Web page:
Jefferson Space Museum displays a world-class collection of space-flown $2 bills


Although it means that the collectibles on display are out of reach, true space memorabilia fans are always delighted to hear of a major collection, such as that of Michael P Wright being displayed.

Now, another great collection with a fascinating theme has been opened to the public for the first time: the virtual Jefferson Space Museum – an online experience that explores the unique history of the world’s largest and most complete collection of space flown U.S. $2 bills.

Spanning the history of U.S. manned space flight from Mercury, Gemini, and Apollo, the collection includes bills that have also flown on the International Space Station and aboard the Ansari X-Prize winning flights of SpaceShipeOne!

The collection has been put together over the past decade by flown space artifact collector and enthusiast Richard Jurek, and it consists of 8 bills which have flown on 11 historic space flights – with one bill having flown three times, including having landed on the moon during Apollo 17.

“This collection combines three of my favorite hobby interests,” said Jurek, the curator and owner of the Jefferson Space Museum and collection.

“Growing up in the 70’s, I was into numismatics and autograph collecting. And with Apollo and Skylab, the Star Wars movies, and Carl Sagan’s Cosmos, space has always been an interest. With this collection, I can combine all three hobby interests in one.”

Since the first American space flights in the 1950’s, astronauts, ground support crews – and even a few cosmonauts on the other side! – some times carried or sent U.S. $2 bills into the deep, black void of space during many historic missions.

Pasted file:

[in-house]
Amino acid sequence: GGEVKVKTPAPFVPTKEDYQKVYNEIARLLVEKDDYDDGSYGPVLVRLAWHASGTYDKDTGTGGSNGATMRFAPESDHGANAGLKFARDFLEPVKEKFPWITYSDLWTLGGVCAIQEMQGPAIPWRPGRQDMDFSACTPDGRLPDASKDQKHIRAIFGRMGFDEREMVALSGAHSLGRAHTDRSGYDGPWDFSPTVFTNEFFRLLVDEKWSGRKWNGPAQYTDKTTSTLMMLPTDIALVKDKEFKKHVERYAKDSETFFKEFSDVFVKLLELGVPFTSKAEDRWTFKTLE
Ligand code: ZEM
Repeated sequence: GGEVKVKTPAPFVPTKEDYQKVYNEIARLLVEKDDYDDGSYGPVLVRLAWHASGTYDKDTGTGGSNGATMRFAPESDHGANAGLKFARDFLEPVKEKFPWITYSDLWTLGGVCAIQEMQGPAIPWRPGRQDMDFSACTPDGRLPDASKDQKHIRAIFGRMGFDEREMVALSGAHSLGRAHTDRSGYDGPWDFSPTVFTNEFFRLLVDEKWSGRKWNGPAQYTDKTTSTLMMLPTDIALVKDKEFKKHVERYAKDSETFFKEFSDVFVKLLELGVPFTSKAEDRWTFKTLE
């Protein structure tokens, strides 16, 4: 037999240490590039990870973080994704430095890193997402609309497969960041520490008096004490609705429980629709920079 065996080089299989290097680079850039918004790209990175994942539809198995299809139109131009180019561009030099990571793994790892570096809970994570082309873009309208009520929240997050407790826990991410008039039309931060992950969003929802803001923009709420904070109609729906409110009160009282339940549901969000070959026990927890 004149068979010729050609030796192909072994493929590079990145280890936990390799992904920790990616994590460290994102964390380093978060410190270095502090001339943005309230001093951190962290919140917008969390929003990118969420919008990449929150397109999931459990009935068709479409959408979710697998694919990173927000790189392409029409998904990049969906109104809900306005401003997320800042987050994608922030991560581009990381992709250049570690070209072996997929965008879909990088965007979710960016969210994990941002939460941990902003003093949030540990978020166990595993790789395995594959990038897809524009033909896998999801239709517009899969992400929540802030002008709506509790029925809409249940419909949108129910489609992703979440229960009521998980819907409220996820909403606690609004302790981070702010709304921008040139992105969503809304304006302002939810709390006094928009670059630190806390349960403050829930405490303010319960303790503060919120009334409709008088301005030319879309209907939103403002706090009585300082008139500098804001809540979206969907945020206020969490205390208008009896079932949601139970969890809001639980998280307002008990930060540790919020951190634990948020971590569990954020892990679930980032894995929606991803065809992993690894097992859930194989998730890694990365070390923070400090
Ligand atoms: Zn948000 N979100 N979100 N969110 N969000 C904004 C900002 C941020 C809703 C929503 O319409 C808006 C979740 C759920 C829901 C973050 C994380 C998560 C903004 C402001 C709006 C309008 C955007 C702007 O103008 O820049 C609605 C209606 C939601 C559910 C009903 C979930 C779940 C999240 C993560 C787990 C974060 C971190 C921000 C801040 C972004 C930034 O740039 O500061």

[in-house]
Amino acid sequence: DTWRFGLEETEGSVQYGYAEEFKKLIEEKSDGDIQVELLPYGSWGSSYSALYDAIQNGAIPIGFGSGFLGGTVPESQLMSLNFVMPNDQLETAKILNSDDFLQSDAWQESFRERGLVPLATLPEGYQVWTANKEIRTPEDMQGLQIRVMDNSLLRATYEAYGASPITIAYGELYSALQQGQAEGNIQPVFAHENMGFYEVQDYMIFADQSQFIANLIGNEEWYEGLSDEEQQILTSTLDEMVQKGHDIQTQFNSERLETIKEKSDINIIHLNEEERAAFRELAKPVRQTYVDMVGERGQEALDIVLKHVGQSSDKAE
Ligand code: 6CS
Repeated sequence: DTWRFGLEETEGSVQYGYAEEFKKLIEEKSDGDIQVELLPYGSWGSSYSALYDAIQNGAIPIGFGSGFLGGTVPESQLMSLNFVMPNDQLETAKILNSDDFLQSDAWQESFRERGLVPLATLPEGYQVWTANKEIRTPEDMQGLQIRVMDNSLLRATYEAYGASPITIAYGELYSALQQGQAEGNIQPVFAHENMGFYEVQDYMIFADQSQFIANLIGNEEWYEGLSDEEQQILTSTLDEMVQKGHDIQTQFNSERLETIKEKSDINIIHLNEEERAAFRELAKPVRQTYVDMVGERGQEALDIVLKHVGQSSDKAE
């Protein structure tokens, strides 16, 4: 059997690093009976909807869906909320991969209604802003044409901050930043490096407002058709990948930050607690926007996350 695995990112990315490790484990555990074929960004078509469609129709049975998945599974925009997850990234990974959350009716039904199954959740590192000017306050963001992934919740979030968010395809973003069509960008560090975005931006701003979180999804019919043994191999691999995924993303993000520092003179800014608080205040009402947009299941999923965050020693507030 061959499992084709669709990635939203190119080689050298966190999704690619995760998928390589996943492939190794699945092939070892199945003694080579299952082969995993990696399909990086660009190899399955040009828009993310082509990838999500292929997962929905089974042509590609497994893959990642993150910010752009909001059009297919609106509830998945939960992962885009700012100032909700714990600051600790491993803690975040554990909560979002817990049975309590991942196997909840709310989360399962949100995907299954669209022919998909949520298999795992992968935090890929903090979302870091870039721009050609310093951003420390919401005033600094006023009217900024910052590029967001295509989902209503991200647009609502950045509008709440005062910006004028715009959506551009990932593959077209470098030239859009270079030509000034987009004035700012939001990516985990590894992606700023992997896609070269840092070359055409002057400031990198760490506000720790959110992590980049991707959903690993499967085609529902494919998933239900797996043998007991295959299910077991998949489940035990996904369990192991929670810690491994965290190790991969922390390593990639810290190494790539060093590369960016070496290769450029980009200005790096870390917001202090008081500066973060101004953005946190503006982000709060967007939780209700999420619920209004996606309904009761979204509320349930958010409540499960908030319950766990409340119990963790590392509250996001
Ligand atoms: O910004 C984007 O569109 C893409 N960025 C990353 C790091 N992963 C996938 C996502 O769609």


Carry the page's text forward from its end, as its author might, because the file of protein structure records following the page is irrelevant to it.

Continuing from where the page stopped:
They took or sent these symbols of home as mementos, good luck charms, or simply favors for family or friends. For the astronauts, some have even suggested they took the bills in homage to the fighter pilot tradition of the “short snorter.”

Space flown Jim McDivitt Gemini IV banknote two dollar bill
Gemini IV $2 bill space-flown by later Apollo astronaut Jim McDivitt


Whilst many would associate John F Kennedy or Richard Nixon with the space race, this brings another President into play.

“Whatever their reason, they have made Thomas Jefferson a sort of honorary, accidental astronaut,” said Jurek. “As a collector of space flown artifacts from the golden age of space exploration – particularly Mercury, Gemini, and Apollo — I began to notice the appearance of the $2 bills in space memorabilia auctions at the beginning of this century.

"So I began acquiring them — from estates, from collectors, and directly from the astronauts themselves. Before long, these bills formed a discrete and important sub-genre of my collection, and worthy of their own focus ...and thus, the Jefferson Space Museum was born.”

Key for inclusion in the museum is a bill’s iron-clad flight and ownership provenance (either directly from the astronaut or cosmonaut who flew the bill, or a bill that was flown and inventoried by serial number in an official capacity), and detailed flight certification records that are endorsed and signed by the astronaut (or cosmonaut) for that particular bill and trip.

This virtual Jefferson Space Museum represents a sub-set of Jurek’s overall space artifact collection, and it is the largest and most complete collection of its kind in the world.

The collection has gained international press attention, and has been profiled in Autograph Magazine, the Society of Paper Money Collector's Journal, The Numismatist, the American Numismatic Association's monthly publication, and as the feature cover story of Paper Money Values magazine (February 2010).

Currency collectors (numismatists and notaphilists) value their items based on an item’s condition and rarity. Since these bills have traveled many millions of miles, at great speeds and within great and varied temperatures, some exhibit a great deal of wear. Some were folded and tucked into space suit pockets, or wrapped onto spacecraft wiring, or even kept in wallets for good luck! And others are pristine and near mint in condition.

“As for rarity, one has to consider the available “population” or number of a given bill from a given mission,” explains Jurek. “Many of these bills are of very small and limited populations – they are either a population of 5, or 10, or 50 such bills flown. And a couple of bills are absolutely unique — the only such $2 bill flown on that mission.”


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